Fund boards should work harder to introduce tiered fee arrangements, according to CFA UK, which found the model typically worked out best for investors.
The CFA examined different fee models and found that a tiered model, whereby the fee paid by investors falls as the fund gets larger, is the best for retail investors.
This was based on four criteria: 1) simplicity 2) transparency 3) alignment of interests between the fund manager and investor, and 4) fairness to all investors, which a tiered structure tends to honour best.
As a fund gets larger it may be difficult for the fund manager to replicate previous performance as they must deploy more money either into a larger number of investments or by taking larger stakes in the same number of investments and a tiered fee helps offset this risk.
Investment trusts have increasingly introduced tiered fees in recent years, but the practice is far less common among open-ended funds.
Data from the Association of Investment Companies (AIC) shows that 50 investment trusts have introduced tiered fund fee structures since 2013, while 39 trusts removed the performance fee.
The AIC told FTAdviser 139 of 357 (39 per cent) investment companies in the AIC universe (ex VCTs) now have tiered fees.
The report also examined the merits of performance fees, which Mr Bonin said could be effective but added complexity for advisers.
The body had the same objection to fulcrum fees, a structure introduced by Fidelity on some of its products. These fees vary depending on the performance of the fund and so can fall in a year of poor performance.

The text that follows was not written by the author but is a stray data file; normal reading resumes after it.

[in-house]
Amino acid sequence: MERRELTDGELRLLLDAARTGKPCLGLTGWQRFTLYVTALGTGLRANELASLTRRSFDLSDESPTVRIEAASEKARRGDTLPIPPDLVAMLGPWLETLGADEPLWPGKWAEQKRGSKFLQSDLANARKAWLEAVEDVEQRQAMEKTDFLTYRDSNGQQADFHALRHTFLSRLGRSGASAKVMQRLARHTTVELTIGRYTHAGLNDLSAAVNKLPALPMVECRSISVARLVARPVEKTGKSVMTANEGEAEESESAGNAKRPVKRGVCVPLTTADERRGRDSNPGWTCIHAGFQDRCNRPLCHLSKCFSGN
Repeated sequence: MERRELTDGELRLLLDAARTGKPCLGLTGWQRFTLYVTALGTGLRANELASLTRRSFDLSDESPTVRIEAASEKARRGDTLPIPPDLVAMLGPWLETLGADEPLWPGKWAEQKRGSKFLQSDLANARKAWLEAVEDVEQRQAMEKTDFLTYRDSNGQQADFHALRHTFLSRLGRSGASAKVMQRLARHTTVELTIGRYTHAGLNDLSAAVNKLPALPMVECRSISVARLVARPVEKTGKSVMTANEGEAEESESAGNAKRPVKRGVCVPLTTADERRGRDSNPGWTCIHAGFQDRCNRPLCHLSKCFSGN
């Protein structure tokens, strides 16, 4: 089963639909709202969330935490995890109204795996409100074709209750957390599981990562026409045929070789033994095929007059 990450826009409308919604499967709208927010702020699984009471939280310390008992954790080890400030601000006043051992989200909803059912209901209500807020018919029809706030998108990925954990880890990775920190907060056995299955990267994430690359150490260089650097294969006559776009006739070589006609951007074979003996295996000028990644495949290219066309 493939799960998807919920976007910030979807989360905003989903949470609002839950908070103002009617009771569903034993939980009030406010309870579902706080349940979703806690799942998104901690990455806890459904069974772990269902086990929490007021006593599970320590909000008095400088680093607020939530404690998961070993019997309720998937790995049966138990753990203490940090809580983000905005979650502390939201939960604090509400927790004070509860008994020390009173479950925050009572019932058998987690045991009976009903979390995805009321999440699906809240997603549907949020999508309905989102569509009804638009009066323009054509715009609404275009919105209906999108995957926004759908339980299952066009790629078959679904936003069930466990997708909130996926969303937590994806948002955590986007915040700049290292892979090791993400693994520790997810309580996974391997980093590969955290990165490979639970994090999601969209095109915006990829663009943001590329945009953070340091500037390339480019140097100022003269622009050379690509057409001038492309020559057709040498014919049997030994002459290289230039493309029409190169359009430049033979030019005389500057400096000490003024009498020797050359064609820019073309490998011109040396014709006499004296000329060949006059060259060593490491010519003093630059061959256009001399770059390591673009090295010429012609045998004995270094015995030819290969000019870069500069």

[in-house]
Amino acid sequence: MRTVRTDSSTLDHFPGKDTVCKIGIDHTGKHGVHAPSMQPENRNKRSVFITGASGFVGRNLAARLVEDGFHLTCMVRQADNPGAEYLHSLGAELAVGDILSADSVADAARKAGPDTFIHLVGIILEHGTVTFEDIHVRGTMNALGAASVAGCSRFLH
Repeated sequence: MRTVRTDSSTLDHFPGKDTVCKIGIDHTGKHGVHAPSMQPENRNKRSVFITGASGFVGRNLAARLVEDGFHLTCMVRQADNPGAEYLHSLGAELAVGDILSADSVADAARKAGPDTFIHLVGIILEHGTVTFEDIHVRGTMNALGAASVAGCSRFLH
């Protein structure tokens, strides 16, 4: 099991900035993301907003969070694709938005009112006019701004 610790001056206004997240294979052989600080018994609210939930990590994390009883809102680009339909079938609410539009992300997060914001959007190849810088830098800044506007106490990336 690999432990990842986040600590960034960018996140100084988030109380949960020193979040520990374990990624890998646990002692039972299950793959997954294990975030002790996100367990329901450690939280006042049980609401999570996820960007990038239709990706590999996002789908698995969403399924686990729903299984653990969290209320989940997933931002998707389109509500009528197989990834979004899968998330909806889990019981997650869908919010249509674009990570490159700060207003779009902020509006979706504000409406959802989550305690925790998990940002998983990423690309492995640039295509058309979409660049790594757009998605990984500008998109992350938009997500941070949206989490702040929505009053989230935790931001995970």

For example Orbis Investments has a fee structure that involves zero ongoing charge, but with a performance fee. In years when the company’s funds underperform the respective benchmarks investors receive a rebate on the performance fees paid in the previous year.
Keith Bonin, chairman of the CFA UK fee structures working group, said: “There is no perfect fee structure. We acknowledge that there will be trade-offs between the four principles and which structures are most beneficial for investors will depend on the risk and performance characteristics of the fund.
"Ultimately, it is up to each fund board to determine what fee structures are most appropriate for each fund’s different circumstances.”
The report came after the implementation of the Financial Conduct Authority’s rules on assessment of value, which came into effect on September 30 and will increase fund board focus on fee structures.
Investment trusts have long had independent boards of directors, while the FCA, as part of its Asset Management Market Study, now requires open-ended funds to also appoint independent non-executive directors.
Francis Klonowski, an adviser at Klonowski and Co in Leeds, said: “Since I became an independent adviser in the early 90s I have tended to use more investment trusts than unit trusts, and the lower fees are a big part of that.
"The other advantage when I started was the most investment trusts could not pay commission to the adviser, and that meant there was really just one fee, I use very few unit trusts for clients at all.”